All of which is respectfully submitted,
Thos. H. Logan, Chairman
A.W. Campbell, Secretary.
After the reading of this document, Gen. Wheat proceeded to show by quoting from authorities, that the County Court had the power to make such a levy as was here contemplated.
Those Hornbrook moved the adoption of the memorial.
Dr. Thos. H. Logan said that he desired, before the vote was taken, to say just a few words. He looked upon the faces of the men before him, with an interest he did not care to conceal on this occasion, and with a like interest should listen to the response they would make when called upon to vote on the adoption of the memorial. He assured them it was one of the most important votes they were ever called upon to give. The President of the Untied States had called upon them for men to sustain the Government. They knew as well as he, that the preservation of this Government depended upon the number of men the President was able to put in the field. And at the risk of being thought uncourteous and presumptuous, he would ask every man of them, as they valued their property and their homes—as they loved their families and the Government given them by Washington and the patriots of the Revolution, that they would, when the question should be put, give a response in the affirmative that would make the very buildings around them tremble.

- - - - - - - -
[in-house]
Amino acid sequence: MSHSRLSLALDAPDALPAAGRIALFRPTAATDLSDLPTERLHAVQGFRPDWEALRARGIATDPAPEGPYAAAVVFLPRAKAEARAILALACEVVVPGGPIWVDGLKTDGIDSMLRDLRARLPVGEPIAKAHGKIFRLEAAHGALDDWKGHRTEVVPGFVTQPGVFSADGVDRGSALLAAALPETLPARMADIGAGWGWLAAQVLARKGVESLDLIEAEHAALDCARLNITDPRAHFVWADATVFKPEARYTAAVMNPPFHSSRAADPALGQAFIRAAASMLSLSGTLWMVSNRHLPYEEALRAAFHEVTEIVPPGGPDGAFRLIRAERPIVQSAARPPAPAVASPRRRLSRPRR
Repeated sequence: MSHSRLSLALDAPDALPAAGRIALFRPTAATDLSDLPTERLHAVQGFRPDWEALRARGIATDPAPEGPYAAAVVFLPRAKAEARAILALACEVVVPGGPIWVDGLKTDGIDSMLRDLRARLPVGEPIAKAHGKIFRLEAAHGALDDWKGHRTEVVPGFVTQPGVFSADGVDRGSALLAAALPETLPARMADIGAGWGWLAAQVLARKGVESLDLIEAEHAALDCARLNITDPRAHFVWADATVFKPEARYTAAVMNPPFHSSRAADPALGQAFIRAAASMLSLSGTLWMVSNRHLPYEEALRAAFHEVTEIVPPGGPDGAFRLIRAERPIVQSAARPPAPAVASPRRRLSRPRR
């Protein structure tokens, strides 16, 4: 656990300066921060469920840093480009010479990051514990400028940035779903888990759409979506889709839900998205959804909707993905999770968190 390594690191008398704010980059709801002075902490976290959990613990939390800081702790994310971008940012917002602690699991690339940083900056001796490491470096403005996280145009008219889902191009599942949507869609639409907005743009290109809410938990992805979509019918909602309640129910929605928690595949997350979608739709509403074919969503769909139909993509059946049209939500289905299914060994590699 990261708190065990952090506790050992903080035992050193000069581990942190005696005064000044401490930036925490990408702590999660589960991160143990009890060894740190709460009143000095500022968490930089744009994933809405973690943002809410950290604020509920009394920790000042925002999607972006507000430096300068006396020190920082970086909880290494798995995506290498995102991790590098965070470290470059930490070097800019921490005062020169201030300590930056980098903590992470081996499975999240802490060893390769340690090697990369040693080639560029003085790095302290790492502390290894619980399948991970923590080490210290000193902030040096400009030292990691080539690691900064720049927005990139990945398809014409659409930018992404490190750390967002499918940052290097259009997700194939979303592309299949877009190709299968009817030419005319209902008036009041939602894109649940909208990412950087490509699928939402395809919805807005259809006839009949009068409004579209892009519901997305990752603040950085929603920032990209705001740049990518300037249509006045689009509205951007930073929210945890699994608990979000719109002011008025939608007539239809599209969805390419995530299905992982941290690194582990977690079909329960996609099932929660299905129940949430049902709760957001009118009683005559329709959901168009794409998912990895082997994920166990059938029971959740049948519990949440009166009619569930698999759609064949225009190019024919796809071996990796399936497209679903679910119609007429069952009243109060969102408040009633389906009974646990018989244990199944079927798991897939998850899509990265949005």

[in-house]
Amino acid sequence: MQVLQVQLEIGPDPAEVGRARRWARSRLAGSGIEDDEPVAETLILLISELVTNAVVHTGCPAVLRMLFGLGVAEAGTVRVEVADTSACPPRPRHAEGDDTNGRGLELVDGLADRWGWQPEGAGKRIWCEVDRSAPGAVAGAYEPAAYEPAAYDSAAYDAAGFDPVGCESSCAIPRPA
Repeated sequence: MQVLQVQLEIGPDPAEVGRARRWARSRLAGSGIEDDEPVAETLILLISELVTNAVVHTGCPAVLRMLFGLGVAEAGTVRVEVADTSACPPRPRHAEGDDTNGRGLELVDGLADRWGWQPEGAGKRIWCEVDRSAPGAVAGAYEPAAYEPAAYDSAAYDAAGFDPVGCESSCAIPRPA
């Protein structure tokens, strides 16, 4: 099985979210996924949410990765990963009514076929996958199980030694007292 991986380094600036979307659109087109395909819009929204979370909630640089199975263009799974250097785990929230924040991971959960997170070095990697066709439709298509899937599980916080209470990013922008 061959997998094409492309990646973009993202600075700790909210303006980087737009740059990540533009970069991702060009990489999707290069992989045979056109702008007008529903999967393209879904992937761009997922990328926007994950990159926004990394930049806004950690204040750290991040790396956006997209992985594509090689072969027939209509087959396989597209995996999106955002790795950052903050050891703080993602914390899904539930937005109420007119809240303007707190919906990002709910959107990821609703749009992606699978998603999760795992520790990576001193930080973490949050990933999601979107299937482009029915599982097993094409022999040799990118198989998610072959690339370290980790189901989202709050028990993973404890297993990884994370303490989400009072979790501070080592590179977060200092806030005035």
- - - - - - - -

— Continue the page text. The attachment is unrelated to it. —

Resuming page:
The question on the adoption of the memorial was put, and responded to by one universal and deafening “Aye!”
Calls were made for “Willey!” “Willey!” and for “Peirpoint!” Mr. Willey not being present, Governor Peirpoint came forward and responded in a speech of such pungency and power that we reproduce it for our readers, even at the expense (on account of limited space) of many others scarcely less meritorious.
The Governor said:
Fellow-Citizens:--I had hoped that Mr. Willey and other distinguished gentlemen from abroad, would have been here to address you. Owing to circumstances that we could not control, and the detention of others, he and they are not, and will not, be here. There are other gentlemen present, I am glad to inform you, however, who will address you after I have submitted the few remarks I have to make on this occasion.